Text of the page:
Allan Shyback was convicted of manslaughter and causing indignity to a body during the death of Lisa Mitchell in 2012. He was sentenced to seven years in prison, but the Alberta Court of Appeal subsequently increased the sentence to 10 years.
Shyback had his former day parole revoked in 2019 after failing to notify authorities of any sexual or non-sexual relations with a woman. He had sex with a massage parlor worker and it was discovered that he had various sex toys in his bedroom at a halfway house.
His parole officer told the Parole Board of Canada on Friday that Shyback had been transferred between medium security and minimum security and had piled up pills after failing to take his bipolar medications for a month.
“Mr. Shyback has not demonstrated sufficiently sustained positive behavior to be manageable in any kind of release in the community, ”said Laura Power, who was sitting next to Shyback during the hearing at Bowden Institution in the center. from Alberta.
“Therefore, our recommendation today is to deny day and full parole. “
Shyback admitted he made a mistake and said he stopped taking the pills because they no longer worked.
“My biggest problem is self-sabotage,” Shyback said.
“I think the best action for me in the future would be to pretty much forget about full parole. I think my best move in the future would be to be placed in a halfway house until my statutory release date, which is eleven months away. ”
Shyback said at his trial that he suffered years of domestic violence from his wife and killed her in self-defense when she attacked him with a knife.
He told the court he panicked, put his body in a plastic trash can, and cemented it in a wall in the basement of their house. He told Mitchell’s family that she was gone and sent them false messages on his behalf as he continued to live in the house with their two children.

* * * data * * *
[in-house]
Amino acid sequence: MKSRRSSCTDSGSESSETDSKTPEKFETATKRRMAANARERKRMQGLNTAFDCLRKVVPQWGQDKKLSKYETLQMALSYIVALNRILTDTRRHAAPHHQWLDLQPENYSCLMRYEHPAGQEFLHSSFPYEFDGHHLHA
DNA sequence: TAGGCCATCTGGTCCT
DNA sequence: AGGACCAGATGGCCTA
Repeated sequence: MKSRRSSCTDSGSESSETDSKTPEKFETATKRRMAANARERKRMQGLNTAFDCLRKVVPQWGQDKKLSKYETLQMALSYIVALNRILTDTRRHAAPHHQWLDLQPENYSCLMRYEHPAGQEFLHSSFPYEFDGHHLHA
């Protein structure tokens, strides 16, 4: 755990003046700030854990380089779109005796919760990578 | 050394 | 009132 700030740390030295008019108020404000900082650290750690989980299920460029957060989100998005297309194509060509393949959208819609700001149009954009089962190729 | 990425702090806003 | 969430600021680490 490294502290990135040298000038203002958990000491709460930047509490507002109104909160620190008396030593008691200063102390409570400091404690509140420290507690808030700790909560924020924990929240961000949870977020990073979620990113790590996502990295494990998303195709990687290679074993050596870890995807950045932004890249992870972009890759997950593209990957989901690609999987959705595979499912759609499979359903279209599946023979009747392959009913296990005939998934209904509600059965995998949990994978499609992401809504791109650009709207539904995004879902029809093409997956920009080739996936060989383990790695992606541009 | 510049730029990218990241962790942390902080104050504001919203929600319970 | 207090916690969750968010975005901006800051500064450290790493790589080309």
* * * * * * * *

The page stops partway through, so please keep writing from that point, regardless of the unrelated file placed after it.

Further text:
The panel chairperson told Shyback he had a history of deception.
“There has been deception in your offense, there is deception in day parole and there has been deception with hoarding drugs and not being open and honest is therefore a recurring theme, ”she said.
Shyback said regret what he did.
“My role is that I am ultimately responsible for the loss of his life, which I deeply regret. And my actions from there are inexcusable, ”he said. “They are unforgivable and I can’t say anything to change that.
“All I can do is keep trying to improve myself. “
Shyback was asked what would happen in the future if he met someone he was interested in while on day parole.
“I have to inform my parole officers. I have the desire to form a relationship and I don’t think it’s an unusual desire, ”he replied.
Although full parole was denied, the board reserved its decision on day parole saying it did not have enough information to make a decision.
He requested a psychological risk assessment which could take up to two months.